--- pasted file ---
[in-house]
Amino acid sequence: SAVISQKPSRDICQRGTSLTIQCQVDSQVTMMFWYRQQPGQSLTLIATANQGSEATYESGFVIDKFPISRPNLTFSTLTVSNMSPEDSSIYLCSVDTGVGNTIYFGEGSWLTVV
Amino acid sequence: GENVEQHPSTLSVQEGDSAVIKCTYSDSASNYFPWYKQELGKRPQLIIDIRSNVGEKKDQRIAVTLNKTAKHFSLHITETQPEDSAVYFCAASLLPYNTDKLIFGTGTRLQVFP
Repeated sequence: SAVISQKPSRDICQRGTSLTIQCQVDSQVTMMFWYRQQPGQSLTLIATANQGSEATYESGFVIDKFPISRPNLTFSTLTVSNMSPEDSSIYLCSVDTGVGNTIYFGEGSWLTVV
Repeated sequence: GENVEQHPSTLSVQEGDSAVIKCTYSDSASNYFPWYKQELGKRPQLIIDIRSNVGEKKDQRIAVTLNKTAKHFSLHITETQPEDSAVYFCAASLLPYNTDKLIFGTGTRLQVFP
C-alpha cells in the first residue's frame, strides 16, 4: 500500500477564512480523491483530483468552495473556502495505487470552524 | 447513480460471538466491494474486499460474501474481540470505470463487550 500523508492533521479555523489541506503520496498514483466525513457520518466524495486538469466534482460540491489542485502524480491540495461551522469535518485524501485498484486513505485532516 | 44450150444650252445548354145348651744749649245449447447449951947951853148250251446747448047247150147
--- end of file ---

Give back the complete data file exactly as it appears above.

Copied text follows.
[in-house]
Amino acid sequence: SAVISQKPSRDICQRGTSLTIQCQVDSQVTMMFWYRQQPGQSLTLIATANQGSEATYESGFVIDKFPISRPNLTFSTLTVSNMSPEDSSIYLCSVDTGVGNTIYFGEGSWLTVV
Amino acid sequence: GENVEQHPSTLSVQEGDSAVIKCTYSDSASNYFPWYKQELGKRPQLIIDIRSNVGEKKDQRIAVTLNKTAKHFSLHITETQPEDSAVYFCAASLLPYNTDKLIFGTGTRLQVFP
Repeated sequence: SAVISQKPSRDICQRGTSLTIQCQVDSQVTMMFWYRQQPGQSLTLIATANQGSEATYESGFVIDKFPISRPNLTFSTLTVSNMSPEDSSIYLCSVDTGVGNTIYFGEGSWLTVV
Repeated sequence: GENVEQHPSTLSVQEGDSAVIKCTYSDSASNYFPWYKQELGKRPQLIIDIRSNVGEKKDQRIAVTLNKTAKHFSLHITETQPEDSAVYFCAASLLPYNTDKLIFGTGTRLQVFP
C-alpha cells in the first residue's frame, strides 16, 4: 500500500477564512480523491483530483468552495473556502495505487470552524 | 447513480460471538466491494474486499460474501474481540470505470463487550 500523508492533521479555523489541506503520496498514483466525513457520518466524495486538469466534482460540491489542485502524480491540495461551522469535518485524501485498484486513505485532516 | 44450150444650252445548354145348651744749649245449447447449951947951853148250251446747448047247150147